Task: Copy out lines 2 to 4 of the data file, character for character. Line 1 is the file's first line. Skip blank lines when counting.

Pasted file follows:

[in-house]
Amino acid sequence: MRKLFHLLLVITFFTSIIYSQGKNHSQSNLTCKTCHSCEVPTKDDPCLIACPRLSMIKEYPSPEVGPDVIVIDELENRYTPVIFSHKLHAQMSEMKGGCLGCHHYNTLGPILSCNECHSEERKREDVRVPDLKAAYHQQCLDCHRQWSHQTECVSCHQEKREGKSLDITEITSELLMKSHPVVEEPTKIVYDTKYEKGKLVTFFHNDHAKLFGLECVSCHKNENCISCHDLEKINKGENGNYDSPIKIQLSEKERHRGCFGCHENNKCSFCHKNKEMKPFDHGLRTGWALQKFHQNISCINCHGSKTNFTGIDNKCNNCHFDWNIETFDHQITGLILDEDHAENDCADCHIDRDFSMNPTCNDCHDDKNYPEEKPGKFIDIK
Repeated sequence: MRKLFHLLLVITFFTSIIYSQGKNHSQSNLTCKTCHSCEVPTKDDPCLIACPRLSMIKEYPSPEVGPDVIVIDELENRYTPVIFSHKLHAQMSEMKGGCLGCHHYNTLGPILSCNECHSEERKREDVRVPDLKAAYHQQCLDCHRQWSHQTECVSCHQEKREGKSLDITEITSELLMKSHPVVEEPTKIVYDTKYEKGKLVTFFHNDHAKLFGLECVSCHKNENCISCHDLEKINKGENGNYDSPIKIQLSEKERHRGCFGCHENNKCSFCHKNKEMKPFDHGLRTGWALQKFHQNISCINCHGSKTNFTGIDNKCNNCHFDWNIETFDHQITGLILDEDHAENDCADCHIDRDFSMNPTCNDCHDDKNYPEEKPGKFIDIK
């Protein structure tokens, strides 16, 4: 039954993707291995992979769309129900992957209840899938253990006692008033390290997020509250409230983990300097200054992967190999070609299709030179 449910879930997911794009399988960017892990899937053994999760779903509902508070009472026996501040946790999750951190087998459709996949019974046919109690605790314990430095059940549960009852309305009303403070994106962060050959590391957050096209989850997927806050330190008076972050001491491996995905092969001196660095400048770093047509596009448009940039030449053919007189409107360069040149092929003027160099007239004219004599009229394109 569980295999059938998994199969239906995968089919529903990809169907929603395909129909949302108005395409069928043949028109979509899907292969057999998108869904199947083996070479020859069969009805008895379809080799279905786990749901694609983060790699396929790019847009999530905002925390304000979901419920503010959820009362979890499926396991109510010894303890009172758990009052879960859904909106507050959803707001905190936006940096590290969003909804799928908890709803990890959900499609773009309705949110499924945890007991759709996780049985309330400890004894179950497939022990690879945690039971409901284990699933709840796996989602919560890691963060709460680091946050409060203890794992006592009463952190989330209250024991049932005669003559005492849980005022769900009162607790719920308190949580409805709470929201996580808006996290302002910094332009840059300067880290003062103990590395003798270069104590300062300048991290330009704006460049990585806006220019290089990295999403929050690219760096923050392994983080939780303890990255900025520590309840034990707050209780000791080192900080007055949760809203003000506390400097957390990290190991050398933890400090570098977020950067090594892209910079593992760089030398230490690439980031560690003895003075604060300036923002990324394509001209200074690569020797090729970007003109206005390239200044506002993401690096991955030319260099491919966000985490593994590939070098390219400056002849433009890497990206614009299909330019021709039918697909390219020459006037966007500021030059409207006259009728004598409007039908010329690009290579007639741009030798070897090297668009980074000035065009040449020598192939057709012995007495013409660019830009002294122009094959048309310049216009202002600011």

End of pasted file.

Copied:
Amino acid sequence: MRKLFHLLLVITFFTSIIYSQGKNHSQSNLTCKTCHSCEVPTKDDPCLIACPRLSMIKEYPSPEVGPDVIVIDELENRYTPVIFSHKLHAQMSEMKGGCLGCHHYNTLGPILSCNECHSEERKREDVRVPDLKAAYHQQCLDCHRQWSHQTECVSCHQEKREGKSLDITEITSELLMKSHPVVEEPTKIVYDTKYEKGKLVTFFHNDHAKLFGLECVSCHKNENCISCHDLEKINKGENGNYDSPIKIQLSEKERHRGCFGCHENNKCSFCHKNKEMKPFDHGLRTGWALQKFHQNISCINCHGSKTNFTGIDNKCNNCHFDWNIETFDHQITGLILDEDHAENDCADCHIDRDFSMNPTCNDCHDDKNYPEEKPGKFIDIK
Repeated sequence: MRKLFHLLLVITFFTSIIYSQGKNHSQSNLTCKTCHSCEVPTKDDPCLIACPRLSMIKEYPSPEVGPDVIVIDELENRYTPVIFSHKLHAQMSEMKGGCLGCHHYNTLGPILSCNECHSEERKREDVRVPDLKAAYHQQCLDCHRQWSHQTECVSCHQEKREGKSLDITEITSELLMKSHPVVEEPTKIVYDTKYEKGKLVTFFHNDHAKLFGLECVSCHKNENCISCHDLEKINKGENGNYDSPIKIQLSEKERHRGCFGCHENNKCSFCHKNKEMKPFDHGLRTGWALQKFHQNISCINCHGSKTNFTGIDNKCNNCHFDWNIETFDHQITGLILDEDHAENDCADCHIDRDFSMNPTCNDCHDDKNYPEEKPGKFIDIK
């Protein structure tokens, strides 16, 4: 039954993707291995992979769309129900992957209840899938253990006692008033390290997020509250409230983990300097200054992967190999070609299709030179 449910879930997911794009399988960017892990899937053994999760779903509902508070009472026996501040946790999750951190087998459709996949019974046919109690605790314990430095059940549960009852309305009303403070994106962060050959590391957050096209989850997927806050330190008076972050001491491996995905092969001196660095400048770093047509596009448009940039030449053919007189409107360069040149092929003027160099007239004219004599009229394109 569980295999059938998994199969239906995968089919529903990809169907929603395909129909949302108005395409069928043949028109979509899907292969057999998108869904199947083996070479020859069969009805008895379809080799279905786990749901694609983060790699396929790019847009999530905002925390304000979901419920503010959820009362979890499926396991109510010894303890009172758990009052879960859904909106507050959803707001905190936006940096590290969003909804799928908890709803990890959900499609773009309705949110499924945890007991759709996780049985309330400890004894179950497939022990690879945690039971409901284990699933709840796996989602919560890691963060709460680091946050409060203890794992006592009463952190989330209250024991049932005669003559005492849980005022769900009162607790719920308190949580409805709470929201996580808006996290302002910094332009840059300067880290003062103990590395003798270069104590300062300048991290330009704006460049990585806006220019290089990295999403929050690219760096923050392994983080939780303890990255900025520590309840034990707050209780000791080192900080007055949760809203003000506390400097957390990290190991050398933890400090570098977020950067090594892209910079593992760089030398230490690439980031560690003895003075604060300036923002990324394509001209200074690569020797090729970007003109206005390239200044506002993401690096991955030319260099491919966000985490593994590939070098390219400056002849433009890497990206614009299909330019021709039918697909390219020459006037966007500021030059409207006259009728004598409007039908010329690009290579007639741009030798070897090297668009980074000035065009040449020598192939057709012995007495013409660019830009002294122009094959048309310049216009202002600011």